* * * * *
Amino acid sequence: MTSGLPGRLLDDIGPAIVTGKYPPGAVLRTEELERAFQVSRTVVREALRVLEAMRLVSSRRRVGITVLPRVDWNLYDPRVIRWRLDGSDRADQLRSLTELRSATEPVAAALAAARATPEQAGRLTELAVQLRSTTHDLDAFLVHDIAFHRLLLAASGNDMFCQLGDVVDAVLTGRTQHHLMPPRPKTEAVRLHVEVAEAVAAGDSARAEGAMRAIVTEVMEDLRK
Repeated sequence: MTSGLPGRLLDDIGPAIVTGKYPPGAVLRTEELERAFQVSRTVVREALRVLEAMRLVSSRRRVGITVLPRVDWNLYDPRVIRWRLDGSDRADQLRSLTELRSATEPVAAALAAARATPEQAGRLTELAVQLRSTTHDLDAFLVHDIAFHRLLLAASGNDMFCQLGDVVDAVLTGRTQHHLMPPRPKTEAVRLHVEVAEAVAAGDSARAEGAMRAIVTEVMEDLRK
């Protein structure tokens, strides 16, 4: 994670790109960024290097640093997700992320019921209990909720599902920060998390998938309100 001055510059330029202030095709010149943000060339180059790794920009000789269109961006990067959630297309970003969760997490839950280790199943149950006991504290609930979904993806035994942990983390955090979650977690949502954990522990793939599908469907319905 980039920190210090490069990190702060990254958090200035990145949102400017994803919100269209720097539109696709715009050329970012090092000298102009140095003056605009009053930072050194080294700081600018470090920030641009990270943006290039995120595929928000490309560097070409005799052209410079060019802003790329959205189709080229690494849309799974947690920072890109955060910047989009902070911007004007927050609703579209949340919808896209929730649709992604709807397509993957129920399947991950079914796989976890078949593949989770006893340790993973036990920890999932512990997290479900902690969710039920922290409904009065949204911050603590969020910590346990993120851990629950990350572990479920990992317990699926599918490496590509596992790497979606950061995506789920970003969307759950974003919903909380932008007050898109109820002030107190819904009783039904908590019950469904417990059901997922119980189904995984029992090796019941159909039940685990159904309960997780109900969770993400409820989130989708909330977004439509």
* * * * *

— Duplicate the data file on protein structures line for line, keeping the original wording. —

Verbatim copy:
Amino acid sequence: MTSGLPGRLLDDIGPAIVTGKYPPGAVLRTEELERAFQVSRTVVREALRVLEAMRLVSSRRRVGITVLPRVDWNLYDPRVIRWRLDGSDRADQLRSLTELRSATEPVAAALAAARATPEQAGRLTELAVQLRSTTHDLDAFLVHDIAFHRLLLAASGNDMFCQLGDVVDAVLTGRTQHHLMPPRPKTEAVRLHVEVAEAVAAGDSARAEGAMRAIVTEVMEDLRK
Repeated sequence: MTSGLPGRLLDDIGPAIVTGKYPPGAVLRTEELERAFQVSRTVVREALRVLEAMRLVSSRRRVGITVLPRVDWNLYDPRVIRWRLDGSDRADQLRSLTELRSATEPVAAALAAARATPEQAGRLTELAVQLRSTTHDLDAFLVHDIAFHRLLLAASGNDMFCQLGDVVDAVLTGRTQHHLMPPRPKTEAVRLHVEVAEAVAAGDSARAEGAMRAIVTEVMEDLRK
């Protein structure tokens, strides 16, 4: 994670790109960024290097640093997700992320019921209990909720599902920060998390998938309100 001055510059330029202030095709010149943000060339180059790794920009000789269109961006990067959630297309970003969760997490839950280790199943149950006991504290609930979904993806035994942990983390955090979650977690949502954990522990793939599908469907319905 980039920190210090490069990190702060990254958090200035990145949102400017994803919100269209720097539109696709715009050329970012090092000298102009140095003056605009009053930072050194080294700081600018470090920030641009990270943006290039995120595929928000490309560097070409005799052209410079060019802003790329959205189709080229690494849309799974947690920072890109955060910047989009902070911007004007927050609703579209949340919808896209929730649709992604709807397509993957129920399947991950079914796989976890078949593949989770006893340790993973036990920890999932512990997290479900902690969710039920922290409904009065949204911050603590969020910590346990993120851990629950990350572990479920990992317990699926599918490496590509596992790497979606950061995506789920970003969307759950974003919903909380932008007050898109109820002030107190819904009783039904908590019950469904417990059901997922119980189904995984029992090796019941159909039940685990159904309960997780109900969770993400409820989130989708909330977004439509």